A New York Times review of The Partnership: Five Cold Warriors and Their Quest to Ban the Bomb: On the day after a nuclear bomb annihilates Washington, New Delhi, Islamabad, Seoul, Tel Aviv or Moscow, vaporizing and burning to death hundreds of thousands of people, our present complacency about nuclear proliferation will look like daylight madness. Even the chilliest of realists have shuddered at our capability for radioactive massacre. In 1977, the strategist George F. Kennan declared, “No one is good enough, wise enough, steady enough, to have control over the volume of explosives that now rest in the hands of this country.” Nuclear arms, he concluded, “shouldn’t exist at all.”
Philip Taubman’s fascinating, haunting book, “The Partnership,” is about the drive to abolish nuclear weapons — and, implicitly, about why it will probably fail. Taubman, a former reporter and editor for The New York Times, tells the stories of five American national security mandarins who, in the twilight of their illustrious careers, stunned their peers by campaigning to scrap all nuclear arms. They are not exactly pacifist hippies: Henry A. Kissinger and George P. Shultz, Republican secretaries of state; William J. Perry, a Democratic secretary of defense; Sam Nunn, a Democrat who had been chairman of the Senate Armed Services Committee; and Sidney D. Drell, an influential Stanford physicist. Their continuing activism, Taubman writes, “has induced sitting presidents and foreign ministers to embrace ideas not long ago ridiculed as radical and reckless,” and has “powerfully influenced Obama,” who advocates a world without nuclear weapons.
These five men had done much to foster a nuclearized world, and had prospered for their contributions to its infernal machinery. Much of “The Partnership” consists of eerie tales of the atomic cold war, charting the upward progress of these grandees. When they broke ranks, Taubman writes, “it was roughly equivalent to John D. Rockefeller, Andrew Carnegie, J. P. Morgan and Jay Gould calling for the demise of capitalism.”
The core of the book is Shultz, the group’s “undeclared leader” and its “most committed” member. Taubman affectionately writes that he “radiated probity, pragmatism and Republicanism.” “I had never learned to love the bomb,” Shultz says. At the Reykjavik summit in October 1986, as President Reagan’s secretary of state, he had a heartbreaking brush with nuclear abolition. (Taubman was there as a reporter.) The American and Soviet chiefs came close to a historic deal to eliminate all their nuclear weapons. But the agreement foundered over Reagan’s “quixotic quest to build a missile shield,” which Mikhail Gorbachev rejected. Shultz, skeptical about the missile defense project, was disappointed.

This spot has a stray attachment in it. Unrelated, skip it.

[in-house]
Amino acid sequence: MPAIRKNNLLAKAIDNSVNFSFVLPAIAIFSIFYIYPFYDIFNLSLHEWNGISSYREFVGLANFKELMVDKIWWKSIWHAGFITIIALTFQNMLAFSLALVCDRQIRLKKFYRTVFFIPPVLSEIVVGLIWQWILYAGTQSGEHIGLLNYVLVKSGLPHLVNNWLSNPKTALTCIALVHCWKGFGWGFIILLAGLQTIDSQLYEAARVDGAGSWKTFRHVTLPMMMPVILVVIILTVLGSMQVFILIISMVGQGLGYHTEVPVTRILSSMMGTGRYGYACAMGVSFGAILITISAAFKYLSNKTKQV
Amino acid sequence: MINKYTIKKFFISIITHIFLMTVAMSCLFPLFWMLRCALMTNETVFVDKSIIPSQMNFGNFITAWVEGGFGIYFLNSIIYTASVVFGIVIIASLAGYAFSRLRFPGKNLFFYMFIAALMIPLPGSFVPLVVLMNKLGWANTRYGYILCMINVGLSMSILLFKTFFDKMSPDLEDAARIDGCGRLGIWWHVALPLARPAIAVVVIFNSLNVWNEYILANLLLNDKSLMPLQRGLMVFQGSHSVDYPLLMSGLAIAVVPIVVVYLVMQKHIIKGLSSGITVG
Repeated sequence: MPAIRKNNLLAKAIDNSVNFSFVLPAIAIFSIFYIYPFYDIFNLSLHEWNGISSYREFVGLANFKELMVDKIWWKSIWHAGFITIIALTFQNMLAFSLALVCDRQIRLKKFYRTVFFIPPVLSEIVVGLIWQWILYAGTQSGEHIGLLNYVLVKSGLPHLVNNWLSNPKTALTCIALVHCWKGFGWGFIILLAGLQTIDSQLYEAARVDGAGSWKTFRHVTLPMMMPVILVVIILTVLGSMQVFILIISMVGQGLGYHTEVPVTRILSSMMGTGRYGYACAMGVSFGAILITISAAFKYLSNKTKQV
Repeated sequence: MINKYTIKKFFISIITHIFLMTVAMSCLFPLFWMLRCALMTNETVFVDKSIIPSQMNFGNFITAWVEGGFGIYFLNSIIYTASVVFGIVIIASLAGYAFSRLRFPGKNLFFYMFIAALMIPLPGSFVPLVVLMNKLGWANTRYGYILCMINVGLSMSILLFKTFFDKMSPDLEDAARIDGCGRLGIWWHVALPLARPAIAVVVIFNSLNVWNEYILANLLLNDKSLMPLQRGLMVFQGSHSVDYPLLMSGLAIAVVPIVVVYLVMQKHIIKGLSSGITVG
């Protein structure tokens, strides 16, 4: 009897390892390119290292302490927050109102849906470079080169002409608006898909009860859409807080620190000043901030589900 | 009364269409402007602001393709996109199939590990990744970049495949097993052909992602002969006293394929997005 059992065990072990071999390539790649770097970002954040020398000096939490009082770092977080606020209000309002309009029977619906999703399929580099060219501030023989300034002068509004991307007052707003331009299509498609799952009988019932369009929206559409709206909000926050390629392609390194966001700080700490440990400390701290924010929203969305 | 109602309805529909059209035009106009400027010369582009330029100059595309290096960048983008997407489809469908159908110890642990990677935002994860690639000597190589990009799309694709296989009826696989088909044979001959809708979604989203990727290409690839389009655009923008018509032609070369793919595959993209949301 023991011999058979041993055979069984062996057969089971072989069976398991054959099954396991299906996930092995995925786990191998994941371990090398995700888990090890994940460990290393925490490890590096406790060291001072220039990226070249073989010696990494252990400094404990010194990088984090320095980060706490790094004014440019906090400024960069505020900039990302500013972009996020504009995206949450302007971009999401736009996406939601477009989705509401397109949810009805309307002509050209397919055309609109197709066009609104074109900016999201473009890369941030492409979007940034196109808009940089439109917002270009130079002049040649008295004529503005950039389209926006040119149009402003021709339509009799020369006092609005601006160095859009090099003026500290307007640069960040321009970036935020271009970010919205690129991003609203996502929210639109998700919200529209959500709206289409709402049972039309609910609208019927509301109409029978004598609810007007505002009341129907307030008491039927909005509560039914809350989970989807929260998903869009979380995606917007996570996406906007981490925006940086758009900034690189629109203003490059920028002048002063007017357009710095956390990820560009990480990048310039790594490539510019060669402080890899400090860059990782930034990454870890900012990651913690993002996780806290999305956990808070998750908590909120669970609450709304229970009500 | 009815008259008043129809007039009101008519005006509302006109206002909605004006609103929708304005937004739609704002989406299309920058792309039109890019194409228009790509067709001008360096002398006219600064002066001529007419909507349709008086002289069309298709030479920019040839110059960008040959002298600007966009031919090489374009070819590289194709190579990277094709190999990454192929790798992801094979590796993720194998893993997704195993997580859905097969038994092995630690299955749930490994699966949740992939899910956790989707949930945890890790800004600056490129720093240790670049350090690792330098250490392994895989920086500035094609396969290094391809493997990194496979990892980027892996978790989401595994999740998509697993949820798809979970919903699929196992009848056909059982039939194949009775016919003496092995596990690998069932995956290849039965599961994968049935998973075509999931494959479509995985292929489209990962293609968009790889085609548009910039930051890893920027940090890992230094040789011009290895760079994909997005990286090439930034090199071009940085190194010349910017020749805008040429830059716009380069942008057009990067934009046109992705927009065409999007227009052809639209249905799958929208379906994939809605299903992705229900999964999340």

Israel’s newly developed “Iron Dome” missile defense shield will supposedly provide vital protection from rocket attacks from Gaza or Lebanon.
The system’s manufacturer, Rafael Advanced Defense Systems, says:
The Iron dome is a cost effective system that can handle multiple threats simultaneously and efficiently [and] has been selected by the Israeli Defense Ministry as the best system offering the most comprehensive defense solution against a wide range of threats in a relatively short development cycle and at low cost.
Israel receives $3 billion annually in military aid from US taxpayers, so you’d imagine that the Israeli government would allocate some of that generous aid to pay for Iron Dome. No, instead President Obama just agreed that we should chip in an extra $205 million because Iron Dome “addresses an immediately existing threat to each Israeli citizen,” a senior administration official said.
But while Israel isn’t willing to cover the cost of deploying this system, it is already looking at opportunities to sell it to NATO.
As for the “low cost” the manufacturers tout, perhaps what they mean is that it will be a low cost for Israelis so long as its paid for by Americans. Whether the system would have any real value — that’s a completely different question.
Some of the harshest criticism of the system comes from inside Israel where Tel Aviv University professor and noted military analyst Reuven Pedatzur charged that despite the well-known ineffectiveness of Iron Dome and other missile defense systems, “for the aeronautics and defense industries, it’s a matter of money; and for politicians, supporting such projects allows them to tell the public that they’re doing something, they’re trying to find answers to the threats we face.”